Running – A Revolution

I’ve past the half-way point of my stay, in fact, that was a couple days ago.

I’m doing another triple today; I’ve missed a few runs this week due to rain. The plan is to race almost as soon as I get back into Canada, so I’ll be loading up next week. I’m sure there are quite a few people out there who will be curious to see what kind of results come out of these ol’legs after training in Kenya for two months. Training full-time has been a real luxury. The first test will be an indoor 5000m in Ottawa. Pretty pumped, every once in a while on easy jogs I get visions of running fast, and I start breathing hard, dreaming of winning, it can get emotional. These are the moments that confirm everything for me. Even my body believes I can do it.

I’ve gotten to a weird point in my training too. Everything is easy now. The routine of getting up at 5:45ish, or going to bed at 9pm is easy. Getting out and running is no big deal, hard-difficult workouts is something I look forward to, in the sense that I treat them as games, and try to ride that red line as close as possible for as long as possible. One of the most satisfying feelings I’ve come to experience is to overtake guys from the training group, and battle with others at the end of a workout. Then go eat some mangos.

One of my good friends here, Willy, who I end up running with in some workouts, has asked me to come to a graduation celebration for Laban’s Elementary School. Apparently they’ll have a whole shindig of a party going down; he said there would be meat for lunch, so I jumped on the idea. Actually, he asked, and I kind of offered, all at the same time, to say a little something to the kids. Parents will be there, probably entire extended families. It’s next Friday, and I’m excited. The young generations here in Kenya are witnessing a critical point in their history. A new constitution was voted in, bringing in a complicated county system and new levels of government. The wider public is also getting tired of hearing about corruption, even though most people still practice one form or another of it. Another reality/constraint that most people are coming around to understanding is that the government and people in power can’t change the economy, improve infrastructure, and affect individual lives overnight. The problem is that they are witnesses to a wider world, where infrastructure, strong and diverse economies and stable democracies continue to lay down a long shadow of ‘under-development’. They get frustrated, and impatient. People in office then become wary of their positions, protective, and secure themselves in one way or another. Less attention gets paid to social, economic and political development.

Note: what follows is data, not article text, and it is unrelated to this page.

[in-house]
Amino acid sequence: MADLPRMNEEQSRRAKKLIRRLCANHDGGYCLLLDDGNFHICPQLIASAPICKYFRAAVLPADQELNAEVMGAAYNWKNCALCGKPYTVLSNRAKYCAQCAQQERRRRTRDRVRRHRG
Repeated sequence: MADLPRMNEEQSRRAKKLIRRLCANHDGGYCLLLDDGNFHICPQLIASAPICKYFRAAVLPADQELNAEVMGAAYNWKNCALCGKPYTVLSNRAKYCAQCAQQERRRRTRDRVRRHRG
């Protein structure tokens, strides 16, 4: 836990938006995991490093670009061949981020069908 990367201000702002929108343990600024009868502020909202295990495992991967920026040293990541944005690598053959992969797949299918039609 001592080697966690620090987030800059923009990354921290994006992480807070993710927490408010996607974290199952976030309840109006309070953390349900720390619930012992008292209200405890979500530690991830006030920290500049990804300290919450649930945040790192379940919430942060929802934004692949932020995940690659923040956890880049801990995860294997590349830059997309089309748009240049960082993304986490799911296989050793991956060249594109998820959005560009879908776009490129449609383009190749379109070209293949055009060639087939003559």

These things are difficult to talk about with children, and sometimes even adults have trouble tracing cause and effect. There are a lot of reasons. Obviously I can’t really talk about any of this with kids. My goal is to relate. Most of the children I’ve met think of me as some sort of mystical being, like a unicorn, or a Dragon, which is funny.

To them, the Mzungu has everything easy, and is so smart, and so rich. And they assume this with all Mzungus. I think it sort of feeds into the current situation. There are a lot of good things here, and one of them is a very good schooling system. If parents can afford it (most find the money), children can get a very good education. It’s one of the avenues of success all around the world; and it’s here in Kenya too. The hardest working students go the furthest, regardless of background, the same as in Canada (in most cases).

So I think I’ll speak to those students who are about to go off to high-schools around the country, based on their test scores, and encourage them to excel in their studies. They can change their country and their world if they put their minds to it.